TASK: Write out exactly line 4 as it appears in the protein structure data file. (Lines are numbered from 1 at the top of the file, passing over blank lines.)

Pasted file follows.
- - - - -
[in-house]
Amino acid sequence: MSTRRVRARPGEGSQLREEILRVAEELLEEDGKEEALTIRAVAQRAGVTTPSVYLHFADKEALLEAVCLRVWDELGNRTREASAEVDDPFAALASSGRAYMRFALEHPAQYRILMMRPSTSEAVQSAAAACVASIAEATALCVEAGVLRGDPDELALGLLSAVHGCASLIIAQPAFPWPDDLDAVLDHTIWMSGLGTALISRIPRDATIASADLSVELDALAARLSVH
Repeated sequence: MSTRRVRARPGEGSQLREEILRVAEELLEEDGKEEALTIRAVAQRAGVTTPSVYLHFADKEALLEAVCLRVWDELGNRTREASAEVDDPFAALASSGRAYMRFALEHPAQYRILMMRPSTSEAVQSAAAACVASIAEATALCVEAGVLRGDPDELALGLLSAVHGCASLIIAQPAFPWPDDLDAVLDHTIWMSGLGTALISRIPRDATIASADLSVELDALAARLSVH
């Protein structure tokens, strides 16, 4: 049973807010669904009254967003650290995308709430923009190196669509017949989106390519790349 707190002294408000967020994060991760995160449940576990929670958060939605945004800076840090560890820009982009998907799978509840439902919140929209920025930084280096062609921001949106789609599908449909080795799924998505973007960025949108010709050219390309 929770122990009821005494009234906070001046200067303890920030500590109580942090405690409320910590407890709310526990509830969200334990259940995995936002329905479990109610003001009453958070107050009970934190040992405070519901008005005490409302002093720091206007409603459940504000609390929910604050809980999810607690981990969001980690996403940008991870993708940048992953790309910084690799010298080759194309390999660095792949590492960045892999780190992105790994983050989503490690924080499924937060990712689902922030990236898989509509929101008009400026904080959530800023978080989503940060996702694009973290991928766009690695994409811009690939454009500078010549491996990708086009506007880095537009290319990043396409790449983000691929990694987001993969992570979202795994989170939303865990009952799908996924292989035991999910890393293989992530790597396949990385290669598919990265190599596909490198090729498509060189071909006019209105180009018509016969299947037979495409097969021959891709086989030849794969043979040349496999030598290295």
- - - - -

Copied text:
């Protein structure tokens, strides 16, 4: 049973807010669904009254967003650290995308709430923009190196669509017949989106390519790349 707190002294408000967020994060991760995160449940576990929670958060939605945004800076840090560890820009982009998907799978509840439902919140929209920025930084280096062609921001949106789609599908449909080795799924998505973007960025949108010709050219390309 929770122990009821005494009234906070001046200067303890920030500590109580942090405690409320910590407890709310526990509830969200334990259940995995936002329905479990109610003001009453958070107050009970934190040992405070519901008005005490409302002093720091206007409603459940504000609390929910604050809980999810607690981990969001980690996403940008991870993708940048992953790309910084690799010298080759194309390999660095792949590492960045892999780190992105790994983050989503490690924080499924937060990712689902922030990236898989509509929101008009400026904080959530800023978080989503940060996702694009973290991928766009690695994409811009690939454009500078010549491996990708086009506007880095537009290319990043396409790449983000691929990694987001993969992570979202795994989170939303865990009952799908996924292989035991999910890393293989992530790597396949990385290669598919990265190599596909490198090729498509060189071909006019209105180009018509016969299947037979495409097969021959891709086989030849794969043979040349496999030598290295």